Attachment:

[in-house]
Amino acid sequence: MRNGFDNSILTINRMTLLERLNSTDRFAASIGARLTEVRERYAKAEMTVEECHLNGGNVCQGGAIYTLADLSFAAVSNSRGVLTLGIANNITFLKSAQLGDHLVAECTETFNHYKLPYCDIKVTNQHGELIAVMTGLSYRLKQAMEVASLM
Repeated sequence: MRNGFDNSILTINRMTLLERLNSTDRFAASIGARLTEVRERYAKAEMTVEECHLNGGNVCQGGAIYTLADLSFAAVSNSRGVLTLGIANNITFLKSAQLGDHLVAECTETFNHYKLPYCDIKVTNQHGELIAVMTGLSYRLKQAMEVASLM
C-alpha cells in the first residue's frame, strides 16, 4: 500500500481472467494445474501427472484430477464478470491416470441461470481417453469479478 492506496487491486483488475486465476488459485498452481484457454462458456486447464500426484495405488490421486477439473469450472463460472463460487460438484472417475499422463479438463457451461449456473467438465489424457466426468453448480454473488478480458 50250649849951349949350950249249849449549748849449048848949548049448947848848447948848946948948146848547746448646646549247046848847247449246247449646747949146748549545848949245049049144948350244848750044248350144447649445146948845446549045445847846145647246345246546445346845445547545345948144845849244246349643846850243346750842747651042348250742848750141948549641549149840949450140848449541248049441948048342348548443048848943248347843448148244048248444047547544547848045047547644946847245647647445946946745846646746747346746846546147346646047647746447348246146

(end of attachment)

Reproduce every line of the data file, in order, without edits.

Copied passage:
[in-house]
Amino acid sequence: MRNGFDNSILTINRMTLLERLNSTDRFAASIGARLTEVRERYAKAEMTVEECHLNGGNVCQGGAIYTLADLSFAAVSNSRGVLTLGIANNITFLKSAQLGDHLVAECTETFNHYKLPYCDIKVTNQHGELIAVMTGLSYRLKQAMEVASLM
Repeated sequence: MRNGFDNSILTINRMTLLERLNSTDRFAASIGARLTEVRERYAKAEMTVEECHLNGGNVCQGGAIYTLADLSFAAVSNSRGVLTLGIANNITFLKSAQLGDHLVAECTETFNHYKLPYCDIKVTNQHGELIAVMTGLSYRLKQAMEVASLM
C-alpha cells in the first residue's frame, strides 16, 4: 500500500481472467494445474501427472484430477464478470491416470441461470481417453469479478 492506496487491486483488475486465476488459485498452481484457454462458456486447464500426484495405488490421486477439473469450472463460472463460487460438484472417475499422463479438463457451461449456473467438465489424457466426468453448480454473488478480458 50250649849951349949350950249249849449549748849449048848949548049448947848848447948848946948948146848547746448646646549247046848847247449246247449646747949146748549545848949245049049144948350244848750044248350144447649445146948845446549045445847846145647246345246546445346845445547545345948144845849244246349643846850243346750842747651042348250742848750141948549641549149840949450140848449541248049441948048342348548443048848943248347843448148244048248444047547544547848045047547644946847245647647445946946745846646746747346746846546147346646047647746447348246146